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In this episode of The Power Up, Jennifer “Narz” Vargas spoke with Judith Barbosa and Cristina Amaya. Barbosa and Amaya are esports trailblazers who have been using their positions to make the industry a more inclusive place.
Barbosa, who is a Gaming Specialist at Red Bull and one of the co-founders of Latinx in Gaming, has had a lifelong passion for video games. It started with her mother bringing back a Nintendo Entertainment System from a garage sale.
She cut her teeth with early titles such as Super Mario Bros. and other platformers, but League of Legends was when Barbosa saw how far the game industry could go.
“NYC League of Legends is what really opened my eyes to the fact that we could be gamers and social at the same time,” Barbosa told In The Know.
Amaya, who is Head of Events for Team Liquid as well as co-founder and President of Latinx in Gaming, had a similar origin story. For her, it started with the Nintendo 64 and quickly snowballed from there.
“My dad bought me a Nintendo 64 back in ‘96 and I started gaming then,” Amaya said. “Then they got me a Game Boy. And they had to keep getting me all the new Nintendos, GameCube, etc.”
The game industry in those days was significantly more homogeneous. Today, Amaya can cite Gracie Arenas Strittmatter at Electronic Arts and Gabriela Ponce at Turn 10 Studios as peers but she struggled to recall any Latinx industry figures from when she was a child.
Barbosa clung to Eddy Gordo, the Brazilian capoeirista who has been a mainstay of the Tekken series since 1997.
“Eddy Gordo in Tekken was my hero and the reason why I ended up studying capoeira in college,” Barbosa said. “So even being Brazilian, I had to hold on to those particular moments because they were few and far between.”
While things have certainly changed, pushing for diversity in video games both behind the scenes and in content has been an uphill battle. Most of the industry leaders and protagonists are white men. Even in Japan, some of the most recognizable characters from Japanese game studios are white or code as white such as Mario and Solid Snake.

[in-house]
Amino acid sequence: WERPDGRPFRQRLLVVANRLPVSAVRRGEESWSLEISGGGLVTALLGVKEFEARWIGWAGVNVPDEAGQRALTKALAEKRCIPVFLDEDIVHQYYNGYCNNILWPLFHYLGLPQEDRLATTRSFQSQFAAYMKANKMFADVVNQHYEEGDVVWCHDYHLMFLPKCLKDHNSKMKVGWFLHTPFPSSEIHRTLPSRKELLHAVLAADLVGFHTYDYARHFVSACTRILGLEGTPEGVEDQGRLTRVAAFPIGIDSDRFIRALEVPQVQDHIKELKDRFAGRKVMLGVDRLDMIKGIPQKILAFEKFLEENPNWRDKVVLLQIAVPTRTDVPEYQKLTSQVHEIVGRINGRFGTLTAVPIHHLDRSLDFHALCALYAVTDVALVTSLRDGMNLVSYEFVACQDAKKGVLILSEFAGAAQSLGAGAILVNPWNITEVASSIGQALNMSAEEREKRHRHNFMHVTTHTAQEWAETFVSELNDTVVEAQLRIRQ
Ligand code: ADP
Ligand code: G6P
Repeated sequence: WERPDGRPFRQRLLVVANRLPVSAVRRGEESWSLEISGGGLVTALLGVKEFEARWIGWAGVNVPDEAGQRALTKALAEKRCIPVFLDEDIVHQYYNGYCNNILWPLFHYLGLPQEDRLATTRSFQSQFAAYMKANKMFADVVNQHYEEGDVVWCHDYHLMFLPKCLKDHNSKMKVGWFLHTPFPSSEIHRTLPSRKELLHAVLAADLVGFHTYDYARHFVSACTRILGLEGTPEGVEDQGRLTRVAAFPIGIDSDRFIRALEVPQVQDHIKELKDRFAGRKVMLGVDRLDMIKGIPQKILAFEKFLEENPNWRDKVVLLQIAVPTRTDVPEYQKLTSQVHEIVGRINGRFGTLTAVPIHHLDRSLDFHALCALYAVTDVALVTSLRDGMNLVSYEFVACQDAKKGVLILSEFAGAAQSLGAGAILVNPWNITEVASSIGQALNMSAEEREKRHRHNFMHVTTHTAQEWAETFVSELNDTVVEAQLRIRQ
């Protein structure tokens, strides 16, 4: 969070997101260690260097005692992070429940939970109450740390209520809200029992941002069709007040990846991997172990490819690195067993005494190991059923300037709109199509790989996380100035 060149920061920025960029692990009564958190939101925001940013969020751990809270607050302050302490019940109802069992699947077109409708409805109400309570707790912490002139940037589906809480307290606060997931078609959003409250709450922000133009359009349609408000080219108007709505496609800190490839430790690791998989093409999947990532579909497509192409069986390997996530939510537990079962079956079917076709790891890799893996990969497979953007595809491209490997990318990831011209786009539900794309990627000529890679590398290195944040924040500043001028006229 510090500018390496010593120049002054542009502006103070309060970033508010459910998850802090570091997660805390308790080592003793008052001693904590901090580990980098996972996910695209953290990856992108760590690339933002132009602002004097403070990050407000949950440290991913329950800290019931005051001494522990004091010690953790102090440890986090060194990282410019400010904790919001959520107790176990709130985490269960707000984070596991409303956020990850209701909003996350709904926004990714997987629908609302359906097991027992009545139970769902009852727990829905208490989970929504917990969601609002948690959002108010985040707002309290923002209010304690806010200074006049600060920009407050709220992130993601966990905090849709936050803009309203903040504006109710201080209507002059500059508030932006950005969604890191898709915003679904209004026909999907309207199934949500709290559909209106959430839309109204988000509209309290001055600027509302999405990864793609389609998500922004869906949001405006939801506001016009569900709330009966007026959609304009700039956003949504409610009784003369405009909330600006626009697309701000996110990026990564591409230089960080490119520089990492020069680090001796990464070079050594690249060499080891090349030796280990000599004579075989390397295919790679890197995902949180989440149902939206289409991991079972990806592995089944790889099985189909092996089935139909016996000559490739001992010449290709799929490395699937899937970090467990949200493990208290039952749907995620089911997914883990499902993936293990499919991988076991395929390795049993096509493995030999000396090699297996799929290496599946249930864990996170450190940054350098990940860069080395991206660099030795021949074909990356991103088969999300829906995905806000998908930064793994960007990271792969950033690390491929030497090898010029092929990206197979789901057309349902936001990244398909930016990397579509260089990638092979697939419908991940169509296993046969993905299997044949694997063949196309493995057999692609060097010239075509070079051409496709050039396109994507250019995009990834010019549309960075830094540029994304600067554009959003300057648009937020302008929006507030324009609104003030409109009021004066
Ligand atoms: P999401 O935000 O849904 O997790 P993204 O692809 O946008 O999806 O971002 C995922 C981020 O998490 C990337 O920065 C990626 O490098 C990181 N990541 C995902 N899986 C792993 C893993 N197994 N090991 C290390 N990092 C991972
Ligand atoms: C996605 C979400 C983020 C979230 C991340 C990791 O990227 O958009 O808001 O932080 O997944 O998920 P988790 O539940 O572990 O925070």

Barbosa and Amaya want to change that.
“I feel like this is a lot of the conversation that came around when he founded Latinx in Gaming,” Barbosa explained. “We didn’t see the community that we wanted to participate in, something that was just for us, just about us and inclusive. Open and welcome and celebrating. So we started it ourselves.”
Barbosa shared that representation isn’t just about seeing someone who looks like you. It’s also seeing someone who shares your experiences: The languages you grew up speaking, something set in the country your family came from.
Latinx in Gaming started as a tiny group (including Narz) on a Facebook page and a Discord server. Now, it’s grown to a full-blown machine that regularly hosts panels and social events. It serves to promote more Latinx people to join the game industry and also as a watchdog.
Barbosa can spot when a company is reaching out to Latinx in Gaming just so it can look outwardly committed, but in reality, it’s just for the optics. Latinx in Gaming can also recognize when a company is genuinely committed to making the industry a more equitable place.
And one way to achieve that equity is quite practical: Better pay.
“We ask people to put a lot on the line and we don’t pay them competitively,” Amaya said, “and that needs to change. I think we need to do better to pay people better.”
In closing, Narz had some heartfelt words for anyone interested in joining the esports industry.
“I think we can all agree that the world of esports is expanding by the minute,” Narz said. “And there’s room for anyone if you wish to make an impact in the community. A big shoutout to all the stream queens out there.”
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If you liked this piece, check out The Power Up’s season one finale on Call of Duty and the best games of 2020.
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